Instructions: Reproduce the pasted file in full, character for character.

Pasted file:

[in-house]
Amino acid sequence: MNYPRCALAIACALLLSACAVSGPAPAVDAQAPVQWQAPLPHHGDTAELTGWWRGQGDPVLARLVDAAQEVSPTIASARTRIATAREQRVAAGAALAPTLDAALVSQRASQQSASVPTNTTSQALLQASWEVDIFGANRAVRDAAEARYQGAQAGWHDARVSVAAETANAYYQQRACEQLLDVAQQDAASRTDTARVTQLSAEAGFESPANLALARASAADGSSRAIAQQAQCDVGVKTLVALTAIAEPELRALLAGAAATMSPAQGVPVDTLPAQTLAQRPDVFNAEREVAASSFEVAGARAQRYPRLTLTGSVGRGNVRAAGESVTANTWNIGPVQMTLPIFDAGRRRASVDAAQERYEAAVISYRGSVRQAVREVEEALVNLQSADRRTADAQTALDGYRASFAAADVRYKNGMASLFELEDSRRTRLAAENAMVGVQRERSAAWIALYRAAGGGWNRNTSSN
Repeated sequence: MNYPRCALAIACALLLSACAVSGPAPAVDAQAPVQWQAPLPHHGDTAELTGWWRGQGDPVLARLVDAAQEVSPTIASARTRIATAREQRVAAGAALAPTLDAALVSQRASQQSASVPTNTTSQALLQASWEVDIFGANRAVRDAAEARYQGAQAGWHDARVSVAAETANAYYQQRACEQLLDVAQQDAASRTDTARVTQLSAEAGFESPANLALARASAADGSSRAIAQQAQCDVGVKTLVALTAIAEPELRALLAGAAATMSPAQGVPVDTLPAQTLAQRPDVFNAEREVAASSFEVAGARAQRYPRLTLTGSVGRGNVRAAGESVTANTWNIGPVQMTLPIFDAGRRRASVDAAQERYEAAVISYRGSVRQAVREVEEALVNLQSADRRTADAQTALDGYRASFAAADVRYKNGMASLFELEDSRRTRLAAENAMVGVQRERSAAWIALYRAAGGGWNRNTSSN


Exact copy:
[in-house]
Amino acid sequence: MNYPRCALAIACALLLSACAVSGPAPAVDAQAPVQWQAPLPHHGDTAELTGWWRGQGDPVLARLVDAAQEVSPTIASARTRIATAREQRVAAGAALAPTLDAALVSQRASQQSASVPTNTTSQALLQASWEVDIFGANRAVRDAAEARYQGAQAGWHDARVSVAAETANAYYQQRACEQLLDVAQQDAASRTDTARVTQLSAEAGFESPANLALARASAADGSSRAIAQQAQCDVGVKTLVALTAIAEPELRALLAGAAATMSPAQGVPVDTLPAQTLAQRPDVFNAEREVAASSFEVAGARAQRYPRLTLTGSVGRGNVRAAGESVTANTWNIGPVQMTLPIFDAGRRRASVDAAQERYEAAVISYRGSVRQAVREVEEALVNLQSADRRTADAQTALDGYRASFAAADVRYKNGMASLFELEDSRRTRLAAENAMVGVQRERSAAWIALYRAAGGGWNRNTSSN
Repeated sequence: MNYPRCALAIACALLLSACAVSGPAPAVDAQAPVQWQAPLPHHGDTAELTGWWRGQGDPVLARLVDAAQEVSPTIASARTRIATAREQRVAAGAALAPTLDAALVSQRASQQSASVPTNTTSQALLQASWEVDIFGANRAVRDAAEARYQGAQAGWHDARVSVAAETANAYYQQRACEQLLDVAQQDAASRTDTARVTQLSAEAGFESPANLALARASAADGSSRAIAQQAQCDVGVKTLVALTAIAEPELRALLAGAAATMSPAQGVPVDTLPAQTLAQRPDVFNAEREVAASSFEVAGARAQRYPRLTLTGSVGRGNVRAAGESVTANTWNIGPVQMTLPIFDAGRRRASVDAAQERYEAAVISYRGSVRQAVREVEEALVNLQSADRRTADAQTALDGYRASFAAADVRYKNGMASLFELEDSRRTRLAAENAMVGVQRERSAAWIALYRAAGGGWNRNTSSN